Mushrooms are also good sources of vitamins such as riboflavin, niacin, and folates . In this work, only vitamin B complexes were detected and quantified, and among these complexes, vitamin B3 (niacin) registered the highest amount (14.56 mg/100 g peaked at stage IV) compared with vitamin B1 (thiamin) and B2 (riboflavin). Niacin plays important roles in DNA damage responses and signalling events for stress responses such as apoptosis, leading an impact on cancer risk reduction . In addition, niacin has also been used as treatment for atherosclerotic cardiovascular disease . The thiamine contents (0.37-0.44 mg/100 g) obtained in the present study were found lower than the thiamine contents (0.6-0.9 mg/100 g dry weight) of the four mushrooms assayed by Matilla et al. . On the other hand, both vitamin A and C were not found present in any stages of fruiting body of V. volvacea.
Medicinal mushrooms have been used as natural remedies for various diseases due to their bioactive metabolites. Given the wealthy bio-constituents of V. volvacea, we also investigated its functional activities such as anti-coagulant, anti-inflammatory, and anti-hypertensive activities in vitro (Figure 2) in order to establish its promising medicinal properties.
Platelet hyperaggregation is associated with atherosclerotic diseases like stroke and myocardial infarction, which is physiologically induced by several aggregating factors. The inhibitory effect of the extracts of the different stages of fruiting bodies of V. volvacea against ADP-, PAF-, and AA-Na-induced platelet aggregation was studied. Apparently, there were increasing inhibitory effects in an increasing level of maturity of fruiting body except in AA-Na, in which stage II extract showed the lowest inhibition. Extract of stage III recorded the highest inhibition of 77.3% in ADP-, 68.7% in PAF-, and 66.3% in AA-Na- induced aggregation. These platelet aggregation inhibitory values were higher than those of platelet aggregation inhibitors used in the present work as standard references and water extracts of fruiting bodies and mycelia of other mushrooms like Pholiota adipose 24004 (51.1%), Grifola frondosa 9014 (37.2%), Agaricus blazei 1174 (14.7%), Inonotus obliquus 74013 (42.2%), Fomitella fraxinea 17004 (8.3%), Sparassis crispa 150010 (26.1%), and Dictyophora indusiata with no inhibitory effect . Accordingly, V. volvacea could be a very useful candidate for medicinal or functional foods against aberrant platelet aggregation. Some novel inhibitory compounds from mushrooms have been successfully isolated and identified including 5'-deoxy-5'-methylsulphinyladenosine from Ganoderma lucidum , and a tripeptide (Trp-Gly-Cys, molecular mass of 365 Da) from I. obliquus ASI 74006 mycelia .
Inflammation is a biologic response of pro-inflammatory vascular cells to eliminate damaged cells and pathogens by releasing molecular mediators such as interleukin-1 beta (IL-1[beta]), tumor necrosis factor-alpha (TNF-[alpha]), interleukin-6 (IL-6), and interleukin-8 (IL-8) . IL-8 plays an important role on neutrophil activation as host cell defense mechanism, however, excessive IL-8 may results to several tissue damages . Moreover, IL-8 expression in cancer may contribute to tumor progression and metastasis, cancer cell growth and survival, tumor cell motion, leukocyte infiltration and modification of immune responses . So, any natural source that could restrain or inhibit IL-8 expression could be used as anti-inflammatory and anticancer agent. In the present study, expression of IL-8 decreased in the maturing fruiting body of V. volvacea extracts. Extracts of stage II and III fruiting bodies showed lower rates of IL-8 expression than the standard reference, which clearly indicates a notable effect of V. volvacea as anti-inflammatory and potential anticancer resource. Likewise, anti-inflammatory activities of some mushrooms through inhibition of other pro-inflammatory mediators have been also demonstrated. The water-soluble lyophilized oyster mushroom (Pleurotus ostreatus) concentrate (OMC) exhibited anti-inflammatory properties through the inhibition transcription factors NF-[kappa]B and AP-1  while water soluble (1->3)-, (1-4)-[beta]-D-glucans from Collybia dryophila, Lentinus edodes, and Marasmius oreades demonstrated similar activity through the inhibition of nitric oxide (NO) production in activated macrophages .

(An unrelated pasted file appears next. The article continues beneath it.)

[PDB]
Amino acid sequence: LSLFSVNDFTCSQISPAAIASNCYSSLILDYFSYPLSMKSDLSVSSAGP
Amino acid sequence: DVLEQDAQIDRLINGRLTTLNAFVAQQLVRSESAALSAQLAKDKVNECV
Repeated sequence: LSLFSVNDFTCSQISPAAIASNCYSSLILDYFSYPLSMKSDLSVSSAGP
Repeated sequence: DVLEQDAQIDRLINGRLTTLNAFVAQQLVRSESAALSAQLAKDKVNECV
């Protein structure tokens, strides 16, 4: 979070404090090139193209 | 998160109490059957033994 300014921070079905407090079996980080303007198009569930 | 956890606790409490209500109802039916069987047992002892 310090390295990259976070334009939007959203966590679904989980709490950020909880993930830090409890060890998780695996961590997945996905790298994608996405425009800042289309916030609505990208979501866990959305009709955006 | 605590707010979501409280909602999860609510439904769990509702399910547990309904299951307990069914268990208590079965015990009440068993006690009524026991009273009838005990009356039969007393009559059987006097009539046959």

Overall, these significant fmctional activities could be attributed to the bioactive metabolites of V. volvacea, which were also highlighted in this present work. In some previous studies, essential amino acids isoleucine, leucine, and phenylalanine and vitamin B2 were linked to anti-inflammatoty activity , a nonstandard amino acid GABA to antihypertensive activity , and a semi-essential amino acid, arginine to platelet aggregation inhibition . A number of scientific investigations revealed that mushrooms have enormous potential against a wide range of human diseases due to their bioactive attributes that can be obtain through extraction . The chemical nahrre of the bioactive compounds present in mushrooms includes: polysaccharides, lipopolysaccharides, proteins, peptides, glycoproteins, nucleosides, triterpenoids, lectins, lipids and their derivatives . In addition, they are rich sources of health promoting molecules like polyphenols, flavonoids and radical scavenging properties . Because of these important components, mushrooms could act as hepatoprotective, chemopreventive, antimicrobial, antiviral, cardioprotective and immunomodulatory .